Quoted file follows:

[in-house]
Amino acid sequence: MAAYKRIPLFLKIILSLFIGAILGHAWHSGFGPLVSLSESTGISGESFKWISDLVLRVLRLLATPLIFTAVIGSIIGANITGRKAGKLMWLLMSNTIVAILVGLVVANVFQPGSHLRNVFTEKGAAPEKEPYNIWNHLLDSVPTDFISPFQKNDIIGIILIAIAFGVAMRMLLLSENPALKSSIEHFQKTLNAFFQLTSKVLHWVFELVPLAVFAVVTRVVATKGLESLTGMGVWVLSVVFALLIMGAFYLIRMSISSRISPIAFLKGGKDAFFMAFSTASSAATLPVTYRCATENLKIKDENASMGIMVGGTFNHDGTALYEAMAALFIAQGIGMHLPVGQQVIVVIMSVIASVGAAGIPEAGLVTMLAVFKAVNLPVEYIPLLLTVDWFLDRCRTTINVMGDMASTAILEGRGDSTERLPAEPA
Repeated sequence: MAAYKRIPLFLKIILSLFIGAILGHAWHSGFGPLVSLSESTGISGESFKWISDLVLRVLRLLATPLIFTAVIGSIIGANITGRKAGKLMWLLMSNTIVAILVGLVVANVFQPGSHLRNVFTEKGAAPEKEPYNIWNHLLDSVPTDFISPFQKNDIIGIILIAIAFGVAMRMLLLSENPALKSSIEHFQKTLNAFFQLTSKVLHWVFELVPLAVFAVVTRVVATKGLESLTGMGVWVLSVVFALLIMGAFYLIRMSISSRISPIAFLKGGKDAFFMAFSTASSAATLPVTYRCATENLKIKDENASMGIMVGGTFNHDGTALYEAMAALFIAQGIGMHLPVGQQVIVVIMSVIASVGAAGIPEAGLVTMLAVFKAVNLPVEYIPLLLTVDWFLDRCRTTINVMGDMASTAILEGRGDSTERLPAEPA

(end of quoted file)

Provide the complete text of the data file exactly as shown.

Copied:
[in-house]
Amino acid sequence: MAAYKRIPLFLKIILSLFIGAILGHAWHSGFGPLVSLSESTGISGESFKWISDLVLRVLRLLATPLIFTAVIGSIIGANITGRKAGKLMWLLMSNTIVAILVGLVVANVFQPGSHLRNVFTEKGAAPEKEPYNIWNHLLDSVPTDFISPFQKNDIIGIILIAIAFGVAMRMLLLSENPALKSSIEHFQKTLNAFFQLTSKVLHWVFELVPLAVFAVVTRVVATKGLESLTGMGVWVLSVVFALLIMGAFYLIRMSISSRISPIAFLKGGKDAFFMAFSTASSAATLPVTYRCATENLKIKDENASMGIMVGGTFNHDGTALYEAMAALFIAQGIGMHLPVGQQVIVVIMSVIASVGAAGIPEAGLVTMLAVFKAVNLPVEYIPLLLTVDWFLDRCRTTINVMGDMASTAILEGRGDSTERLPAEPA
Repeated sequence: MAAYKRIPLFLKIILSLFIGAILGHAWHSGFGPLVSLSESTGISGESFKWISDLVLRVLRLLATPLIFTAVIGSIIGANITGRKAGKLMWLLMSNTIVAILVGLVVANVFQPGSHLRNVFTEKGAAPEKEPYNIWNHLLDSVPTDFISPFQKNDIIGIILIAIAFGVAMRMLLLSENPALKSSIEHFQKTLNAFFQLTSKVLHWVFELVPLAVFAVVTRVVATKGLESLTGMGVWVLSVVFALLIMGAFYLIRMSISSRISPIAFLKGGKDAFFMAFSTASSAATLPVTYRCATENLKIKDENASMGIMVGGTFNHDGTALYEAMAALFIAQGIGMHLPVGQQVIVVIMSVIASVGAAGIPEAGLVTMLAVFKAVNLPVEYIPLLLTVDWFLDRCRTTINVMGDMASTAILEGRGDSTERLPAEPA